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The Charles Hamilton Houston Institute for Race & Justice (CHHIRJ) at Harvard Law School is working with Mayer Brown to offer legal internships associated with the firm’s Project Equity initiative that includes pro bono legal work focused on advancing racial and social justice in a variety of key areas of life, including voting, criminal justice, and housing. This arrangement reflects CHHIRJ’s commitment to offering students opportunities to build knowledge of and experience legal work happening at the contemporary frontiers of racial and social justice.

In Spring 2022, we are happy to offer students an opportunity to work remotely with Mayer Brown on ongoing voting rights litigation in Arizona and North Carolina. This litigation is challenging laws enacted and actions taken to make it harder for people of color to vote in these jurisdictions. Students would be involved in work that could include information and document review, research on legal standards and possible legal motions, and deposition preparation and observation. Students would work closely with Mayer Brown attorneys on one or more cases throughout the semester and would complete weekly journals and an independent 15-page research paper, both of which will be evaluated by faculty advisor Prof. Guy Charles.

If selected for an internship, students may earn academic credit through the HLS independent clinical program. This opportunity is available as a 2-credit option (8 hours/week, 96 hours/semester). Accepted students will need to complete the Independent Clinical Application no later than Wednesday, January 26, 2022 (https://hls.harvard.edu/dept/clinical/submitting-an-application/). Any questions regarding the independent clinical program may be directed to Liz Solar at esolar@law.harvard.edu. HLS directs the administration and granting of academic credit, and this opportunity does not involve employment with or compensation from Mayer Brown.

To apply, students should submit a (1) cover letter explaining their interest in working on voting rights cases and racial and social justice and any preference they have to work on one or both of the available projects, (2) resume, and (3) unofficial transcript no later than Friday, January 14, 2022 (midnight ET). Applications will be accepted and reviewed on a rolling basis, so we recommend submitting as early as possible. Application materials should be sent to Prof. Guy Charles (gcharles@law.harvard.edu) and CHHIRJ Interim Managing Director Destiny Peery (dpeery@law.harvard.edu). We may conduct virtual interviews of candidates January 17 – January 21, 2022, with final selections made no later than Monday, January 24, 2022. We anticipate accepting 4 students for Spring 2022.

This opportunity is not eligible to students on F-1 visas.

 

The proposed projects are as follows:

Arizona Litigation

Litigation in federal court, brought on behalf of several organizational plaintiffs, alleging that laws enacted by the Arizona legislature in the wake of the 2020 election were designed to make it harder for Arizonans of color to vote in violation of the Constitution and the Voting Rights Act. See e.g., https://www.abc15.com/news/state/activists-to-fight-arizonas-new-election-law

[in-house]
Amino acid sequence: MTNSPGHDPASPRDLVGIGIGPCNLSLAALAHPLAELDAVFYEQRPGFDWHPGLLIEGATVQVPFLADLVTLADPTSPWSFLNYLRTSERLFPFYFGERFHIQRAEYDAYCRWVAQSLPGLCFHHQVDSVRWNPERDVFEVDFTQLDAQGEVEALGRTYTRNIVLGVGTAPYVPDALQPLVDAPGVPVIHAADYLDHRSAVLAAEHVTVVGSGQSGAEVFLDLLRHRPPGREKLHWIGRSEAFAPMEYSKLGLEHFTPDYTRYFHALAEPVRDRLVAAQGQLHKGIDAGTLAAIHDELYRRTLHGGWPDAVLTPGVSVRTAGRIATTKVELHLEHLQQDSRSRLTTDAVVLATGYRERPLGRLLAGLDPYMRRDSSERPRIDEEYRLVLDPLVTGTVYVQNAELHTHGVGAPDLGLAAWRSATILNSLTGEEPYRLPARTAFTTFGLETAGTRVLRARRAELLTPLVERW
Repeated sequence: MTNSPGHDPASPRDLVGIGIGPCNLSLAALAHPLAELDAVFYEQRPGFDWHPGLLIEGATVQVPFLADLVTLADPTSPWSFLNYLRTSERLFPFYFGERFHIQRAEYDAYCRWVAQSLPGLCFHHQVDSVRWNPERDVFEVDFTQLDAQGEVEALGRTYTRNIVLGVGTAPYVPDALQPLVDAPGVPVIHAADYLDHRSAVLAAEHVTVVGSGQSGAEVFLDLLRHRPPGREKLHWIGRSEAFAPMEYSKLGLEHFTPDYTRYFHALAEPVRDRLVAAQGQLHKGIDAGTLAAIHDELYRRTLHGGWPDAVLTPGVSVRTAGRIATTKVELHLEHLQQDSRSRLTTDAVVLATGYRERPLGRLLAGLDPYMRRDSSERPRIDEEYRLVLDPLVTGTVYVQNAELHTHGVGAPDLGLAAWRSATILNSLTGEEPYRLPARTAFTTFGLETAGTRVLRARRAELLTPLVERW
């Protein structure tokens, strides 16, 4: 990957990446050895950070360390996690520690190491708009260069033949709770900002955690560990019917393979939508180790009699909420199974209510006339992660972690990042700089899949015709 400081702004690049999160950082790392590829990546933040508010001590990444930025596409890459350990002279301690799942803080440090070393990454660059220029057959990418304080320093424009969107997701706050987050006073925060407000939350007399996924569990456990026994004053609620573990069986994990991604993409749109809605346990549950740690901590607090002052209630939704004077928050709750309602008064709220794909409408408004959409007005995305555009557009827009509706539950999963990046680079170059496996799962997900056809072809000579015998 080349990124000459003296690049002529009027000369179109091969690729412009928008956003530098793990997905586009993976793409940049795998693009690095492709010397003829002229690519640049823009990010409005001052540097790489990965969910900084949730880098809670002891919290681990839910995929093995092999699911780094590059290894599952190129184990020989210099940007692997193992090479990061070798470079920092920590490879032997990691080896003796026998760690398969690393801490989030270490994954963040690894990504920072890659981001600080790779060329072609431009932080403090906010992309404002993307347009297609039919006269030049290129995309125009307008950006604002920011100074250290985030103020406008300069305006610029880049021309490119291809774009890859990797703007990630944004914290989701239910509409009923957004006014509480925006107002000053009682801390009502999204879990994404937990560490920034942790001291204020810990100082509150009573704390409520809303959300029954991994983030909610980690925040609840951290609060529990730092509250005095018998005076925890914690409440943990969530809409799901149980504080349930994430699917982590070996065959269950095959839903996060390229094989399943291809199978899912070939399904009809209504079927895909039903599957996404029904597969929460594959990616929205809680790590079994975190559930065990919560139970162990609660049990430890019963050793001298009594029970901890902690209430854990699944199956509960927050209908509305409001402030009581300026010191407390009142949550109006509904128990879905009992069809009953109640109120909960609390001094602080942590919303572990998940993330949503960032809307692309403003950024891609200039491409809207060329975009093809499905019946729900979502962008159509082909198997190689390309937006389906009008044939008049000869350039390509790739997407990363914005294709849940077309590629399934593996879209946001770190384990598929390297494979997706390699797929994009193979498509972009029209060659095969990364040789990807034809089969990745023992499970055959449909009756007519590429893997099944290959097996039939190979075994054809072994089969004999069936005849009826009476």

• Review of Publicly Available Information (20 hours). Review information in the public domain concerning SB 1485 and SB 1003 and highlight statements that go to the disproportionate impact of the laws on particular groups of voters, particularly voters of color.
  • Public Records Request Review (100 hours). Review materials received from officials concerning SB 1485, SB 1003, and other election-related laws; organize and summarize key documents; create chronologies.
  • Produced Documents Review (>100 hours). Review materials produced by defendants and third parties; organize and summarize key documents; create chronologies.
  • Research and Draft Memo re: PI standard (40 hours). Research standards for preliminary injunctions in 9th Circuit and in similar cases in other circuits; draft memo concerning possible motion for preliminary injunction.

North Carolina Litigation

Litigation in federal court in North Carolina relating to the forced dispersal of a peaceful and non-partisan march to a polling place on October 31, 2020. See https://www.washingtonpost.com/politics/2020/10/31/graham-nc-police-voter-march/

  • Preparation of detailed timeline of the events of October 31, based on materials produced in the litigation and publicly-available video. We anticipate that this would take 40-80 hours.
  • Data processing – we need the Defendants’ productions reviewed, coded, and categorized to help us prepare for depositions. One of the Defendants produced a significant volume of documents, so estimated time for completion is “however much time the students can allot.” A lot of it will be watching videos.
  • Deposition prep – We anticipate a very busy winter with depositions, and students can help with dep prep memos. For a law student, that should take anywhere from 3-6 hours per witness.
  • Sitting in on depositions – If the law students are interested, they are more than welcome to sit in (remotely) on depositions to observe. The deps are in NC, so in-person attendance will not be possible. Each dep will be between 3 and 8 hours.

Research discrete areas of law to include in a case proof outline for a potential plaintiff-side motion for summary judgment and/or trial brief.